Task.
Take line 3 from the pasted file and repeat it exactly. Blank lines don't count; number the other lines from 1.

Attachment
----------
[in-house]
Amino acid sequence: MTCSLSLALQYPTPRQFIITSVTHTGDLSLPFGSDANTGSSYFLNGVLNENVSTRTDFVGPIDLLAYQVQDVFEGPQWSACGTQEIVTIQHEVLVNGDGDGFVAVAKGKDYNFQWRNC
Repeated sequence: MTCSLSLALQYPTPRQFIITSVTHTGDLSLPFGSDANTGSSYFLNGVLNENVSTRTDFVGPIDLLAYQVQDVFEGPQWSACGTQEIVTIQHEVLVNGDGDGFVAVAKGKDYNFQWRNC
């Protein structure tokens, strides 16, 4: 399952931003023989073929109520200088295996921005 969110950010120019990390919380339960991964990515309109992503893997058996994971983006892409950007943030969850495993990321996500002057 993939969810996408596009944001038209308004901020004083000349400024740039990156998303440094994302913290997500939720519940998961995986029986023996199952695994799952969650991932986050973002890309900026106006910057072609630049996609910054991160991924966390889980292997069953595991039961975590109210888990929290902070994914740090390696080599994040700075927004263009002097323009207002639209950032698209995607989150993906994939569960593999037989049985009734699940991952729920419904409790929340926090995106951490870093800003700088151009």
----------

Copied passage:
Repeated sequence: MTCSLSLALQYPTPRQFIITSVTHTGDLSLPFGSDANTGSSYFLNGVLNENVSTRTDFVGPIDLLAYQVQDVFEGPQWSACGTQEIVTIQHEVLVNGDGDGFVAVAKGKDYNFQWRNC